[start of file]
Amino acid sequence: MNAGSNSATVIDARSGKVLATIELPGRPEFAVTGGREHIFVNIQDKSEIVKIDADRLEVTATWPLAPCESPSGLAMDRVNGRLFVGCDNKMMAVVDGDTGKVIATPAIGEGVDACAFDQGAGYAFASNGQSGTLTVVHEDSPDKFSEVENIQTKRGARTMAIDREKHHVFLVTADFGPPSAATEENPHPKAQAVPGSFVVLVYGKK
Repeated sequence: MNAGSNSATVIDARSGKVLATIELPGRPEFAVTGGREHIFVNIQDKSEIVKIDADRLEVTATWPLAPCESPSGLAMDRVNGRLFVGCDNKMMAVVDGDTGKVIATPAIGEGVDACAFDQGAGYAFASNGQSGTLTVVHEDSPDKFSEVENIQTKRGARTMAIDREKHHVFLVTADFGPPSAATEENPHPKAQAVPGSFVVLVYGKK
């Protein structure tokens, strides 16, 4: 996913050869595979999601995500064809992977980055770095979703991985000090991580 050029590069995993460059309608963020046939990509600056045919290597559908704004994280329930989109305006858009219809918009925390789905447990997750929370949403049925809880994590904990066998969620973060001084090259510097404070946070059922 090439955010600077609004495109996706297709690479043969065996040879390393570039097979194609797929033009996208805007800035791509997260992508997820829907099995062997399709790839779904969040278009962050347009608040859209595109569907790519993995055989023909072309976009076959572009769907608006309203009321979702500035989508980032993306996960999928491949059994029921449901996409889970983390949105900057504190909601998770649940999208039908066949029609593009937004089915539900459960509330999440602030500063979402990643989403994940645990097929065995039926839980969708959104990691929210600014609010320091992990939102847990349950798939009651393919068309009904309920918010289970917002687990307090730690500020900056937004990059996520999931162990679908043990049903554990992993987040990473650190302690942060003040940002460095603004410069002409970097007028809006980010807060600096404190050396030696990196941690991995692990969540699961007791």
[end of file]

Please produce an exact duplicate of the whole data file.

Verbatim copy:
Amino acid sequence: MNAGSNSATVIDARSGKVLATIELPGRPEFAVTGGREHIFVNIQDKSEIVKIDADRLEVTATWPLAPCESPSGLAMDRVNGRLFVGCDNKMMAVVDGDTGKVIATPAIGEGVDACAFDQGAGYAFASNGQSGTLTVVHEDSPDKFSEVENIQTKRGARTMAIDREKHHVFLVTADFGPPSAATEENPHPKAQAVPGSFVVLVYGKK
Repeated sequence: MNAGSNSATVIDARSGKVLATIELPGRPEFAVTGGREHIFVNIQDKSEIVKIDADRLEVTATWPLAPCESPSGLAMDRVNGRLFVGCDNKMMAVVDGDTGKVIATPAIGEGVDACAFDQGAGYAFASNGQSGTLTVVHEDSPDKFSEVENIQTKRGARTMAIDREKHHVFLVTADFGPPSAATEENPHPKAQAVPGSFVVLVYGKK
């Protein structure tokens, strides 16, 4: 996913050869595979999601995500064809992977980055770095979703991985000090991580 050029590069995993460059309608963020046939990509600056045919290597559908704004994280329930989109305006858009219809918009925390789905447990997750929370949403049925809880994590904990066998969620973060001084090259510097404070946070059922 090439955010600077609004495109996706297709690479043969065996040879390393570039097979194609797929033009996208805007800035791509997260992508997820829907099995062997399709790839779904969040278009962050347009608040859209595109569907790519993995055989023909072309976009076959572009769907608006309203009321979702500035989508980032993306996960999928491949059994029921449901996409889970983390949105900057504190909601998770649940999208039908066949029609593009937004089915539900459960509330999440602030500063979402990643989403994940645990097929065995039926839980969708959104990691929210600014609010320091992990939102847990349950798939009651393919068309009904309920918010289970917002687990307090730690500020900056937004990059996520999931162990679908043990049903554990992993987040990473650190302690942060003040940002460095603004410069002409970097007028809006980010807060600096404190050396030696990196941690991995692990969540699961007791």